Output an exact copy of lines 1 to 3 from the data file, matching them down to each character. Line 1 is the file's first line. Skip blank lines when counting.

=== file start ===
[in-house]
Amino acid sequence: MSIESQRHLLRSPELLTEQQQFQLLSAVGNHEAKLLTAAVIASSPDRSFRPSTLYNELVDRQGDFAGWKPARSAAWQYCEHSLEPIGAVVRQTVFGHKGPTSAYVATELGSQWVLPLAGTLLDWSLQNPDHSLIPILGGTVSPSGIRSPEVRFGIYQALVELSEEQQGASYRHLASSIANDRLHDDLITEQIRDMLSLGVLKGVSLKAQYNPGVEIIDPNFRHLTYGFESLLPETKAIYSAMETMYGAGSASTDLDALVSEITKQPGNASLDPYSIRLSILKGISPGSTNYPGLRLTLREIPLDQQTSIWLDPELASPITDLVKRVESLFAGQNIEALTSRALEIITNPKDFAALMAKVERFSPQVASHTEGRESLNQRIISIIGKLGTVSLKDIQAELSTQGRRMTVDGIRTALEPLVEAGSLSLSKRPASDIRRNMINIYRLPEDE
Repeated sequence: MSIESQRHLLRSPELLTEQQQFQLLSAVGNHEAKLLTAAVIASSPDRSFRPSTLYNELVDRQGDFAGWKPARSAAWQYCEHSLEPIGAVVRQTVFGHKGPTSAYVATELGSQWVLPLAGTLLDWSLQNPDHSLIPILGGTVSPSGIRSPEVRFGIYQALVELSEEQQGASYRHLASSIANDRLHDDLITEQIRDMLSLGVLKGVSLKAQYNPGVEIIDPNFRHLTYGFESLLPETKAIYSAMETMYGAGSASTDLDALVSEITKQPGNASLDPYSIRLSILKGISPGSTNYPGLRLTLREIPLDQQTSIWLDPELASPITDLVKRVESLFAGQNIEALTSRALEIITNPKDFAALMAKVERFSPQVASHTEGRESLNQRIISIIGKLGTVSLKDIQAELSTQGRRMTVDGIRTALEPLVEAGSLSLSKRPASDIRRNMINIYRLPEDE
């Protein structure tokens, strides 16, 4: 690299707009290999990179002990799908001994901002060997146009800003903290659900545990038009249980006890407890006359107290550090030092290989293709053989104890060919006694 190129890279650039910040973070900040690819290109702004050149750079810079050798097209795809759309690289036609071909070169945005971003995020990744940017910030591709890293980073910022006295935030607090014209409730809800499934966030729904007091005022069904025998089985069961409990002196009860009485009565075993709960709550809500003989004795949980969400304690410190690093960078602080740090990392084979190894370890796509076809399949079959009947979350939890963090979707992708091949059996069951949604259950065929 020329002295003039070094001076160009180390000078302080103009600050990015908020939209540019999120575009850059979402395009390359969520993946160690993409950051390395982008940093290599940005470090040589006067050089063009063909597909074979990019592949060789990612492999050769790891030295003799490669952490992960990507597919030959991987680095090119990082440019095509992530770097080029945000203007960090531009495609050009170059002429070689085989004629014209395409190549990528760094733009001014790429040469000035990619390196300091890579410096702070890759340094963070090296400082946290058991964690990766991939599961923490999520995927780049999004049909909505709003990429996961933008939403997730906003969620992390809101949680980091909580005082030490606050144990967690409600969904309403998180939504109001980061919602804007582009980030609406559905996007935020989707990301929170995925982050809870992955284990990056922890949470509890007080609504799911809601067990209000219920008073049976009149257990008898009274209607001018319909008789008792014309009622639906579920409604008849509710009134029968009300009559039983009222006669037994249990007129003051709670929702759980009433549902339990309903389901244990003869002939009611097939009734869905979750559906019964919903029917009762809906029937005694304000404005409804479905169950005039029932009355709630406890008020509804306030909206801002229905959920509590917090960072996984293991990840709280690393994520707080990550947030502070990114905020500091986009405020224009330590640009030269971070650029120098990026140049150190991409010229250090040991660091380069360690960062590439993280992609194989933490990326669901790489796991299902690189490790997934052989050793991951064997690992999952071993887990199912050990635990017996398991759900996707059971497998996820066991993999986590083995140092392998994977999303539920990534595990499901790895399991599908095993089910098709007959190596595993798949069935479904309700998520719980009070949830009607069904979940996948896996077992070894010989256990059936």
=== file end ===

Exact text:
[in-house]
Amino acid sequence: MSIESQRHLLRSPELLTEQQQFQLLSAVGNHEAKLLTAAVIASSPDRSFRPSTLYNELVDRQGDFAGWKPARSAAWQYCEHSLEPIGAVVRQTVFGHKGPTSAYVATELGSQWVLPLAGTLLDWSLQNPDHSLIPILGGTVSPSGIRSPEVRFGIYQALVELSEEQQGASYRHLASSIANDRLHDDLITEQIRDMLSLGVLKGVSLKAQYNPGVEIIDPNFRHLTYGFESLLPETKAIYSAMETMYGAGSASTDLDALVSEITKQPGNASLDPYSIRLSILKGISPGSTNYPGLRLTLREIPLDQQTSIWLDPELASPITDLVKRVESLFAGQNIEALTSRALEIITNPKDFAALMAKVERFSPQVASHTEGRESLNQRIISIIGKLGTVSLKDIQAELSTQGRRMTVDGIRTALEPLVEAGSLSLSKRPASDIRRNMINIYRLPEDE
Repeated sequence: MSIESQRHLLRSPELLTEQQQFQLLSAVGNHEAKLLTAAVIASSPDRSFRPSTLYNELVDRQGDFAGWKPARSAAWQYCEHSLEPIGAVVRQTVFGHKGPTSAYVATELGSQWVLPLAGTLLDWSLQNPDHSLIPILGGTVSPSGIRSPEVRFGIYQALVELSEEQQGASYRHLASSIANDRLHDDLITEQIRDMLSLGVLKGVSLKAQYNPGVEIIDPNFRHLTYGFESLLPETKAIYSAMETMYGAGSASTDLDALVSEITKQPGNASLDPYSIRLSILKGISPGSTNYPGLRLTLREIPLDQQTSIWLDPELASPITDLVKRVESLFAGQNIEALTSRALEIITNPKDFAALMAKVERFSPQVASHTEGRESLNQRIISIIGKLGTVSLKDIQAELSTQGRRMTVDGIRTALEPLVEAGSLSLSKRPASDIRRNMINIYRLPEDE